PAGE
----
One in six of the Framers was a graduate of the New Jersey college, already better known from its location simply as Princeton or, from its imposing main building, as Nassau Hall. At the school’s sesquicentennial in 1896, when the name was formally changed to Princeton University, Woodrow Wilson acknowledged that “[it] would be absurd to pretend that we can distinguish Princeton’s touch and method in the Revolution. . . . [But Princeton] outranked her elder rivals in the roll call of the Constitutional Convention, and seemed for a little, a seminary of statesmen rather than a quiet seat of academic learning.” Witherspoon, president of the college from 1768 until 1794, is a large part of the reason, though by no means all of it.
Madison (author of the Virginia Plan) studied under Witherspoon, as did Bedford, Davie, and Dayton. Paterson (author of the competing New Jersey Plan) and Ellsworth (manager of the Great Compromise between those plans) graduated before his arrival, as did Alexander Martin, the unrelated Luther Martin, and William Churchill Houston, who taught under Witherspoon and served with him in Congress. These Framers and their Princeton classmates were a more denominationally, economically, and geographically diverse group than the graduates of other colleges. Paterson was born in Ireland and Davie in England, both coming to America in early childhood. Madison was a Virginia planter’s son; Davie and Houston were raised on modest North Carolina farms. Bedford was a city boy, son of a Philadelphia carpenter, and both Martins were sons of New Jersey farmers. The fathers of Paterson and Dayton were merchants in New Jersey, and Ellsworth was the son of a Connecticut farmer and grandson of a tavern keeper. Such backgrounds were not unusual at Princeton. Between 1769 and 1775 more than a third of the students were farmers’ sons, one in six was a merchant’s son, and only one in eight had a father identified as a “gentleman.” At a time when virtually all William and Mary students were Virginians, when 90 percent of Harvard’s students came from Massachusetts and more than 80 percent of Yale’s were from Connecticut, Princeton’s student body came from up and down the Atlantic Seaboard and from the West Indies.
Before Witherspoon, half of the graduates became clergymen; lawyers accounted for forty-nine graduates and physicians nearly as many. Among Witherspoon’s students, lawyers outnumbered ministers. The nine Princeton Framers represented Connecticut, New Jersey, Delaware, Maryland, Virginia, and North Carolina at the Convention; all except Madison were lawyers, but Houston had just left a career as a teacher, Davie owned plantations in the Carolinas, and Dayton was embarking on a lifetime of land speculation. Princeton graduates were especially likely to be politically active: the two classes of 1771 and 1772 alone, with a combined thirty-three graduates, produced a president (Madison), a vice president (Burr), a US attorney general (William Bradford), a secretary of state (Madison again), and three members of Congress. This was not just the influence of Witherspoon: the five classes immediately before he arrived in 1768 (a total of eighty-seven graduates) yielded nine members of Congress from eight states, two justices of the US Supreme Court (Paterson and Ellsworth), and judges of the supreme courts of five states. These numbers are all the more remarkable given that Princeton was barely half the size of Harvard or Yale. During the 1760s, Harvard and Yale typically graduated between thirty and forty-five students each year, Princeton fifteen to twenty. Madison and Bedford were two of only eleven members of the class of 1771.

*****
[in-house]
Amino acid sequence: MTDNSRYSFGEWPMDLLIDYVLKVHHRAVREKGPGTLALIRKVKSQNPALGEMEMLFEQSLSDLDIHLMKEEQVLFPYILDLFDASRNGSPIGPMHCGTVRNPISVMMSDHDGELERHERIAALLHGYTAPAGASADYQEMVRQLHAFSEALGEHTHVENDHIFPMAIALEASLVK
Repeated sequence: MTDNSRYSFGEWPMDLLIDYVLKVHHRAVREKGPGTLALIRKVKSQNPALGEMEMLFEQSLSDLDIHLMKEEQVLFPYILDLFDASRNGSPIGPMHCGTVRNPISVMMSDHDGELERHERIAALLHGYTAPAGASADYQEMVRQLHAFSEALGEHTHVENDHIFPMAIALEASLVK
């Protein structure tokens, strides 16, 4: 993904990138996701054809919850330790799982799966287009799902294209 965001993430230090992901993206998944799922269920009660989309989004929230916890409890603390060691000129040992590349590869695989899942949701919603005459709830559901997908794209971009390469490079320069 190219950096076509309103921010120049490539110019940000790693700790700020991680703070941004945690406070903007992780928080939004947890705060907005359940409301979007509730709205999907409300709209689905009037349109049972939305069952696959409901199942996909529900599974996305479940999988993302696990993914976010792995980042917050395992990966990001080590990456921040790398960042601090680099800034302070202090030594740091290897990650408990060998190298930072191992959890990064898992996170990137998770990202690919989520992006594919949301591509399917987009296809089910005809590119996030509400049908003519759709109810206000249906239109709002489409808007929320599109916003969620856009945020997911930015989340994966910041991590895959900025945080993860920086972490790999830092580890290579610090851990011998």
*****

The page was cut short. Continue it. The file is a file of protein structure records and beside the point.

Excerpt from School’s for Statesmen: The Divergent Educations of the Constitution’s Framers by Andrew H. Browning, published by the University Press of Kansas, © 2022. www.kansaspress.ku.edu. Used by permission of publisher.
“Schools for Statesmen constitutes the most comprehensive analysis ever published of the education of the Framers of the U.S. Constitution. Its detailed account of the Framers’ tutors, grammar schools, colleges, and legal training is unparalleled. Its thesis — that the close personal connections between Framers of different states that were formed at colonial colleges, in combination with the ideas they imbibed together there, played a crucial role in the momentous decisions they reached at the Constitutional Convention — is especially provocative.” — Carl Richard, author of The Founders and the Classics: Greece, Rome, and the American Enlightenment